Despite positive momentum to end the week, gold is on track to record its worst month in three years, losing almost US$60 the beginning of November.
The gold price began to stabilize Friday (November 29) after spending the majority of the week slipping. The yellow metal is on track to record its worst month in three years, losing as much as US$58.60 per ounce since the beginning of November.
The 18 month tariff stalemate has added volatility to the precious metals market, with gold seeing the greatest impact.
The White House backing pro-Hong Kong protester legislation passed by Congress last week will likely only add tension to an already overwrought discussion.
The bill, which was signed by US President Donald Trump earlier this week, prohibits the sale of US-developed crowd management technologies, such as rubber bullets and tear gas, to Hong Kong police. A second bill declares the US must review Hong Kong annually to ensure they are sufficiently autonomous from China or Hong Kong’s special status for trading will be taken away, damaging China, which does much of its business through Hong Kong.
“I signed these bills out of respect for President Xi, China, and the people of Hong Kong. They are being enacted in the hope that Leaders and Representatives of China and Hong Kong will be able to amicably settle their differences leading to long term peace and prosperity for all,” wrote the president in his statement.
Beijing immediately voiced its disdain for the laws and warned of countermeasures.
“This is a severe interference in Hong Kong affairs, which are China’s internal affairs. It is also in serious violation of international law and basic norms governing international relations,” the Foreign Ministry said in a statement. “This Act will only further expose the malicious and hegemonic nature of US intentions to the Chinese people.”
Concern that gains made in relation to trade negotiations were now thrown to the wayside helped gold rally on Friday morning to trade at US$1,459.68 at 10:21 a.m. EST.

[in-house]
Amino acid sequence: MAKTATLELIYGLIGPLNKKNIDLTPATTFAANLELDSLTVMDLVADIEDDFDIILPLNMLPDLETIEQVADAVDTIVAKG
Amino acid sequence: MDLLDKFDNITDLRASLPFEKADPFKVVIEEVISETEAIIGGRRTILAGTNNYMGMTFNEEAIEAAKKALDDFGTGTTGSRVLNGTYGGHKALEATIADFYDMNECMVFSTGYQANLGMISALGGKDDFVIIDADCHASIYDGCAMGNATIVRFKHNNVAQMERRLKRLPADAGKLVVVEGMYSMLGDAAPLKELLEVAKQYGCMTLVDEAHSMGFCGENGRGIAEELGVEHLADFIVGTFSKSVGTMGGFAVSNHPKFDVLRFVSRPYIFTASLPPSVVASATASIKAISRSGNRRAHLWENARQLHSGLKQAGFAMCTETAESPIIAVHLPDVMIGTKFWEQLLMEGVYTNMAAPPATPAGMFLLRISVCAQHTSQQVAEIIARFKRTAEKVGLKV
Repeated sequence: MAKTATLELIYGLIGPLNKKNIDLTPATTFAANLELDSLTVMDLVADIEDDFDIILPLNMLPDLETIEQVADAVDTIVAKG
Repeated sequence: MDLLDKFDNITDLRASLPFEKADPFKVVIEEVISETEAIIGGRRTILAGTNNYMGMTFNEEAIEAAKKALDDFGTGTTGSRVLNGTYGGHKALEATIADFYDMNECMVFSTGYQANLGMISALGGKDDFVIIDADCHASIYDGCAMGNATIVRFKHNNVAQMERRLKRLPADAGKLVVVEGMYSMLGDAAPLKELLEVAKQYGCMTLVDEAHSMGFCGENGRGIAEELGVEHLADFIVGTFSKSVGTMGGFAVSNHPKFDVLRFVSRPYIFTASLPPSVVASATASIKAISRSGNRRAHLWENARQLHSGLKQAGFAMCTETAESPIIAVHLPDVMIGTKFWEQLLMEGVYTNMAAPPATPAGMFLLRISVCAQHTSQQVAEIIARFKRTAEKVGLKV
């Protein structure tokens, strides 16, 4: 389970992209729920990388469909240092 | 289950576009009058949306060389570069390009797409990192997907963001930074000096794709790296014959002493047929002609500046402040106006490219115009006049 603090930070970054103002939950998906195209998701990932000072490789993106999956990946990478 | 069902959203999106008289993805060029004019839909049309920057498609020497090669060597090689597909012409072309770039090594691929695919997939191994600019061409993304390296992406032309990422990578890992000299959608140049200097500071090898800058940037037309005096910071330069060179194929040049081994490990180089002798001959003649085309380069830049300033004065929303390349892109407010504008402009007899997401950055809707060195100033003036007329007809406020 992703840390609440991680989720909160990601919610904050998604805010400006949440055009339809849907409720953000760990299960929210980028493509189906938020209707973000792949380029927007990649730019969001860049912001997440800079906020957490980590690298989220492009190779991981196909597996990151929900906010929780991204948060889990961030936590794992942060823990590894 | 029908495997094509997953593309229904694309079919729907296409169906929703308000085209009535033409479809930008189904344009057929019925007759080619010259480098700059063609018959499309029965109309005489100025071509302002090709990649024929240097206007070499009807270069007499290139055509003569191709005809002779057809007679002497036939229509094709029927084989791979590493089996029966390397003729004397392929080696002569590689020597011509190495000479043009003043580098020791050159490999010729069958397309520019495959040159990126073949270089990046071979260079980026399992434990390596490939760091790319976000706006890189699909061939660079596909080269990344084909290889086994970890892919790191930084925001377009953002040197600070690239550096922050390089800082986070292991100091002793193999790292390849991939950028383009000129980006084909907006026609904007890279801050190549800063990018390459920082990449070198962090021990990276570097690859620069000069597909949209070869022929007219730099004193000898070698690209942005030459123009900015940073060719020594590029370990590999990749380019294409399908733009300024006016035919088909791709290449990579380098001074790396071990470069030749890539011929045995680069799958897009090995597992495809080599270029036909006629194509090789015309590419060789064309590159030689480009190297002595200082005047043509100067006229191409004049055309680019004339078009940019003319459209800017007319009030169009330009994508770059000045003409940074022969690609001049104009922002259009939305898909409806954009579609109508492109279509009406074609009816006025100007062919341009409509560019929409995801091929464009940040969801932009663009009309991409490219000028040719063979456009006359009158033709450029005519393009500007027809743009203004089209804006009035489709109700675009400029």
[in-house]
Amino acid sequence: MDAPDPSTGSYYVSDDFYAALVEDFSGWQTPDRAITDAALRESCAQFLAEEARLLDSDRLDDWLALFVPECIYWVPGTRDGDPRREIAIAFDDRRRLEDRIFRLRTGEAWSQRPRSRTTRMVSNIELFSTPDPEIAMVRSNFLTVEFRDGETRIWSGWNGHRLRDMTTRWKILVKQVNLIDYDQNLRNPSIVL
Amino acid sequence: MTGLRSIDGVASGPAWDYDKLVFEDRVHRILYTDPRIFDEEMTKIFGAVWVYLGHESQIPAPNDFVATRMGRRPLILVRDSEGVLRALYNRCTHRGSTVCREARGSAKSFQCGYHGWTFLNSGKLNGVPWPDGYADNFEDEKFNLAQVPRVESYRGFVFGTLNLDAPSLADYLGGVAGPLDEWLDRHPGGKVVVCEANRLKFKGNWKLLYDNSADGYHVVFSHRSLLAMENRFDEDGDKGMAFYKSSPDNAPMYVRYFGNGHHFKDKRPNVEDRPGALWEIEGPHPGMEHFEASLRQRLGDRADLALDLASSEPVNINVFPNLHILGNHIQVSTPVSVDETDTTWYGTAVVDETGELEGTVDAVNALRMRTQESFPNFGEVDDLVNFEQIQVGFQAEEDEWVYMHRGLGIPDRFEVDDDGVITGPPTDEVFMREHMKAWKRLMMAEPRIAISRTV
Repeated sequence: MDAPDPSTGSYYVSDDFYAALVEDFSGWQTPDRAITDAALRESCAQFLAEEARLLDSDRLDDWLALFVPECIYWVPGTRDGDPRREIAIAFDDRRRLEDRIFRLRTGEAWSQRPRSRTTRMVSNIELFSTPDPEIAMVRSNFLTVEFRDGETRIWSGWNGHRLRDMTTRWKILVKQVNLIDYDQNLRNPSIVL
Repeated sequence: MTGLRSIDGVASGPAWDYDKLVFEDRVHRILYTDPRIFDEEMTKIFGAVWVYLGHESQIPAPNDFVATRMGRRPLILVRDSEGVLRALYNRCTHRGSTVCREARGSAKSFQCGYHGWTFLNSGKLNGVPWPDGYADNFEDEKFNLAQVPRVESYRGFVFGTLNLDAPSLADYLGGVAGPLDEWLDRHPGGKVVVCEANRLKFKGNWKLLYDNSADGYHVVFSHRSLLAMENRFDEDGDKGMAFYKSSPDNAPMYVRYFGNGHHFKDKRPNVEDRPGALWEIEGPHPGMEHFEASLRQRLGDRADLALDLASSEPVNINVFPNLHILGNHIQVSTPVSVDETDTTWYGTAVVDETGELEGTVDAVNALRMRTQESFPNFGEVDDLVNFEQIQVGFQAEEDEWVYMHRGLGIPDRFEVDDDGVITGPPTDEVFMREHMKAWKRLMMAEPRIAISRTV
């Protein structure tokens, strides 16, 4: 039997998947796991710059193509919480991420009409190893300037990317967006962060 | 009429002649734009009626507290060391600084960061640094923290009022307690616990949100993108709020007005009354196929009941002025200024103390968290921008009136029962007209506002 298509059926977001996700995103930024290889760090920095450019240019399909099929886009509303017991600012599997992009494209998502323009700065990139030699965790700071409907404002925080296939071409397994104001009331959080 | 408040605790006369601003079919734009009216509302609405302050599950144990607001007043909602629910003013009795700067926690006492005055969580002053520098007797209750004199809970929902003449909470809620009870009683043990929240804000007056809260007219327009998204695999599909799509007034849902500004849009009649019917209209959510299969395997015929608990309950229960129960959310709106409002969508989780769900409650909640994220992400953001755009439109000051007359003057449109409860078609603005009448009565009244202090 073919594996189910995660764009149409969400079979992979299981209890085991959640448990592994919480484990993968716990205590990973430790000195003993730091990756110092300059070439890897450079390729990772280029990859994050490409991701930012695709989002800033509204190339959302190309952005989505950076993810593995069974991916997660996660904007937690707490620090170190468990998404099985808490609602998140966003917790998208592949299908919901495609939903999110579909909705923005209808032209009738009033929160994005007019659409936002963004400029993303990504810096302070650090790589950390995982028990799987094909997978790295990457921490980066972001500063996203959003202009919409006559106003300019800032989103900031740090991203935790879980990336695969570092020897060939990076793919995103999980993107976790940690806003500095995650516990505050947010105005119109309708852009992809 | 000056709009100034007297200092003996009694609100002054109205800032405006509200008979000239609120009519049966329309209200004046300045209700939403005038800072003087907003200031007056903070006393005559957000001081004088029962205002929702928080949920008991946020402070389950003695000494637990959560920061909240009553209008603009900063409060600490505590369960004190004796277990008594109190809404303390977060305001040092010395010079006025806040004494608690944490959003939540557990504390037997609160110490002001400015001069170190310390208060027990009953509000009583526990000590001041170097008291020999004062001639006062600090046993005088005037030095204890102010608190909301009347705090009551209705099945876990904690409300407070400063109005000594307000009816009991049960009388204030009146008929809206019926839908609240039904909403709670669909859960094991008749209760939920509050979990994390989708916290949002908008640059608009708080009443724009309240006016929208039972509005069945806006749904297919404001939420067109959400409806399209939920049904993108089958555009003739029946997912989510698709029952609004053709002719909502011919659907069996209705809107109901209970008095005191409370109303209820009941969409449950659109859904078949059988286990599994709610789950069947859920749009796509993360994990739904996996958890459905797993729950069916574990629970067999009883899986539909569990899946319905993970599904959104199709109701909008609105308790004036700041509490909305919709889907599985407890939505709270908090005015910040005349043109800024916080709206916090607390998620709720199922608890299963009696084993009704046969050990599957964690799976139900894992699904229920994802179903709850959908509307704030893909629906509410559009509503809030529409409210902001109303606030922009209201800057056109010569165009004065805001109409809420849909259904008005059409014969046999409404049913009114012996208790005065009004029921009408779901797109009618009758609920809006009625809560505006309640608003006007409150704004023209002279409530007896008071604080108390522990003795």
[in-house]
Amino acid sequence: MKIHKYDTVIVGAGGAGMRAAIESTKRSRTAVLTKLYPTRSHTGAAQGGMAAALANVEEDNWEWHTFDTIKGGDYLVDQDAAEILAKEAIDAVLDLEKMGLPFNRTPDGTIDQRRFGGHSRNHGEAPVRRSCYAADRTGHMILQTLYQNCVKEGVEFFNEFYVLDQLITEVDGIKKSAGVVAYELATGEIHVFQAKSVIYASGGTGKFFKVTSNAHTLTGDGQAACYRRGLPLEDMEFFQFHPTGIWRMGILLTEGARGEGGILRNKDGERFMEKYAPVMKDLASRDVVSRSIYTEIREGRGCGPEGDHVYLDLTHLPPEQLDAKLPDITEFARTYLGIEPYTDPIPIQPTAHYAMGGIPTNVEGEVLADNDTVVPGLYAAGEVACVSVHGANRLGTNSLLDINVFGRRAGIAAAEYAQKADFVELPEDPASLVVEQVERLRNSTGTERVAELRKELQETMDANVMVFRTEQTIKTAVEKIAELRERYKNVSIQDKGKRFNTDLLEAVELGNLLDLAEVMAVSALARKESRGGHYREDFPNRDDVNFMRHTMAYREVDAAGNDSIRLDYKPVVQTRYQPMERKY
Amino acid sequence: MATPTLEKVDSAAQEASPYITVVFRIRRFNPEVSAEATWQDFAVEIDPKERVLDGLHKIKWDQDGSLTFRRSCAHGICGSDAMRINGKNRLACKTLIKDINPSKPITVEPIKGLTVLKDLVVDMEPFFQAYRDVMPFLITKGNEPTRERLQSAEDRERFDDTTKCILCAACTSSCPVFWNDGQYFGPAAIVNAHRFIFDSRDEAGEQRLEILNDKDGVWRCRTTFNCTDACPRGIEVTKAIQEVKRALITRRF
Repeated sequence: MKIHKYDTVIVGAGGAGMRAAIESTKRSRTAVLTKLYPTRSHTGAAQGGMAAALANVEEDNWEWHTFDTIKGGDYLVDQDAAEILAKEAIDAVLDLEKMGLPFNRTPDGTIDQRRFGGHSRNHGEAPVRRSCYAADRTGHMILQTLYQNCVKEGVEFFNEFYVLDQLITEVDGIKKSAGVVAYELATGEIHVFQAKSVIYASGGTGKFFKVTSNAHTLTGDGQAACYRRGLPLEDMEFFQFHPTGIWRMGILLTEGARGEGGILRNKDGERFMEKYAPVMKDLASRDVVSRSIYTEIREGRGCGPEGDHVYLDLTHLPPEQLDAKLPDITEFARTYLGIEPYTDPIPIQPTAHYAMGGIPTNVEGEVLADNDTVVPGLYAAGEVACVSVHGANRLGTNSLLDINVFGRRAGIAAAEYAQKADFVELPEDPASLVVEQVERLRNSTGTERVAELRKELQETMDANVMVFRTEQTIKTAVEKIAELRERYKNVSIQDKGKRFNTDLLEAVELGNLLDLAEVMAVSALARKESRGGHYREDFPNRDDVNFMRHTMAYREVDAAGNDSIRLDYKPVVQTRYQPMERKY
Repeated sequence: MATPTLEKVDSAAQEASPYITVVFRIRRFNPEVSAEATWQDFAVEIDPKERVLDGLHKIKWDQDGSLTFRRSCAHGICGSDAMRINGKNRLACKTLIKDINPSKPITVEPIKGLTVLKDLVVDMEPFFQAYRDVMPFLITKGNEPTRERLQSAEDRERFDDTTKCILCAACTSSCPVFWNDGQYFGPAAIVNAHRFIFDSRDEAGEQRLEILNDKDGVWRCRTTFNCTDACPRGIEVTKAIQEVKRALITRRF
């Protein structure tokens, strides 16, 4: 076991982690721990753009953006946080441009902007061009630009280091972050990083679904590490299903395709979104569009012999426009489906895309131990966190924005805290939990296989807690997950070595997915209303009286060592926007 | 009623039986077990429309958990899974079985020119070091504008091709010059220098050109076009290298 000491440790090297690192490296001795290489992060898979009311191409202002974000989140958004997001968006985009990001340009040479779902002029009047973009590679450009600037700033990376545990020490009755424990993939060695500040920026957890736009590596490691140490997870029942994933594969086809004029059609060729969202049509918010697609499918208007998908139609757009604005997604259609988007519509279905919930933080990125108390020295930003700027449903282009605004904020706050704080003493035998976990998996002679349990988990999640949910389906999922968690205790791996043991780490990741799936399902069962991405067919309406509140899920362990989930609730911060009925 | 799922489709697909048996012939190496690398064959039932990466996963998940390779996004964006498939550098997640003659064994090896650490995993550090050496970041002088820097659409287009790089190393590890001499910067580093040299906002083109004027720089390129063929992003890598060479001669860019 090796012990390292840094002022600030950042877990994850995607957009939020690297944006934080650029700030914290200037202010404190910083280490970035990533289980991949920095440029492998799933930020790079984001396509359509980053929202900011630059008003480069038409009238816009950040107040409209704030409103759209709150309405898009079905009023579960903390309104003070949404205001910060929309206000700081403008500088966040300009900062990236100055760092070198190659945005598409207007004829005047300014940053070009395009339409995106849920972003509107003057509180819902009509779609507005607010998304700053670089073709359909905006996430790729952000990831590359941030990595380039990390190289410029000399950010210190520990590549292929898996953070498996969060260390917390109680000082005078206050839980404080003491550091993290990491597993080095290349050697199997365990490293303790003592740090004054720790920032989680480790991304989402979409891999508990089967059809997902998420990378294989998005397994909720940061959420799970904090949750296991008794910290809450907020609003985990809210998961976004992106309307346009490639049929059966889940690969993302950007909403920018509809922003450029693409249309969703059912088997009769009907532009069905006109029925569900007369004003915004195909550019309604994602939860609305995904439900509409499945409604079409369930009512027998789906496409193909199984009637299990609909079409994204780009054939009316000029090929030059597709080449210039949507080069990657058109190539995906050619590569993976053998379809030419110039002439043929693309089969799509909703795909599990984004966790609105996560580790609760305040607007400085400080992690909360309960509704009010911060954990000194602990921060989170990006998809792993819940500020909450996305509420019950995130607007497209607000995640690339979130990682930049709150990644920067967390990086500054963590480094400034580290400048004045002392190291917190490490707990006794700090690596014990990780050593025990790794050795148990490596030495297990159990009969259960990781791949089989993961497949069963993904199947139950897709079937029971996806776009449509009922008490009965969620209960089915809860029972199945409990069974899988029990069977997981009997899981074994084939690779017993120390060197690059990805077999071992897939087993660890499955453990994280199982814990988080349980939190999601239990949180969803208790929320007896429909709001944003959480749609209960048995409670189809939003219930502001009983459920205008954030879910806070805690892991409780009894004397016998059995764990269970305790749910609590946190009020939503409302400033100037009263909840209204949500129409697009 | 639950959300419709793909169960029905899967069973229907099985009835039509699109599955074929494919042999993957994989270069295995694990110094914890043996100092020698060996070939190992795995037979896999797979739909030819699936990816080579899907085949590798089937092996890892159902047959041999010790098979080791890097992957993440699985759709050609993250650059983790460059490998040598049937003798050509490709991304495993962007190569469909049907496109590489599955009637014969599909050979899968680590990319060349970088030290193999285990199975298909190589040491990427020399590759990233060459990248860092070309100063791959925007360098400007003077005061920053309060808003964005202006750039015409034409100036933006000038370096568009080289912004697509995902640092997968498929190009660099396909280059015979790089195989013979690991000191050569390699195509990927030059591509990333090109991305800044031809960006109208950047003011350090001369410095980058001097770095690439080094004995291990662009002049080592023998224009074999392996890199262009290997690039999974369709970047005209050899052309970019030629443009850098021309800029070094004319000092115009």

Silver and platinum have also trended lower over the 30 day period. Gold’s sister metal has lost just over US$1 per ounce for the month, locking it into the US$17 range, while platinum has dropped roughly US$50 since November 1.
An ounce of silver was selling for US$16.95 at 10:25 a.m. EST on Friday.
Platinum has been supported by higher ETF activity. However, the metal spent the first 20 days of the period falling from US$948 per ounce to US$899 and has not regained the losses.
According to a recent report from the World Platinum Council, global demand is expected to fall 10 percent in 2020, which will not be offset by a 1 percent supply reduction, prompting concern that the price could fall over Q1 2020.
“Overall, we’d need another year of substantial investment interest in 2020 just to keep platinum prices propped up. Shrinking usage in autocatalyst demand and weak industrial usage numbers will continue to place prices under pressure, despite a small pullback in supply,” wrote Matthew Piggott, head of metals and mining research at S&P Global Market Intelligence.
The value of platinum sat at US$899 at 10:24 a.m. EST on Friday.
Palladium is the only metal to have performed well over the 30 days, starting the month at US$1,792 per ounce and trading for US$1,822 today.
With continued gains, palladium is closing in on gold’s all time high of US$1,900 set in 2011.
Stricter environmental regulations around gasoline powered car emissions have driven palladium prices over the year, with China announcing it would increase the amount of palladium used in emission reducing catalytic converters by 30 percent.
The metal has been the most successful precious commodity in 2019, gaining US$534 an ounce since starting the year at US$1,287.
Growing demand from the automotive sector coupled with limited supply has helped palladium hit three record highs this year, keeping it on track to outperform gold’s previous highs.
Palladium was trading for US$1,804 an ounce as of 10:26 a.m. EST on Friday.
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Securities Disclosure: I, Georgia Williams, hold no direct investment interest in any company mentioned in this article.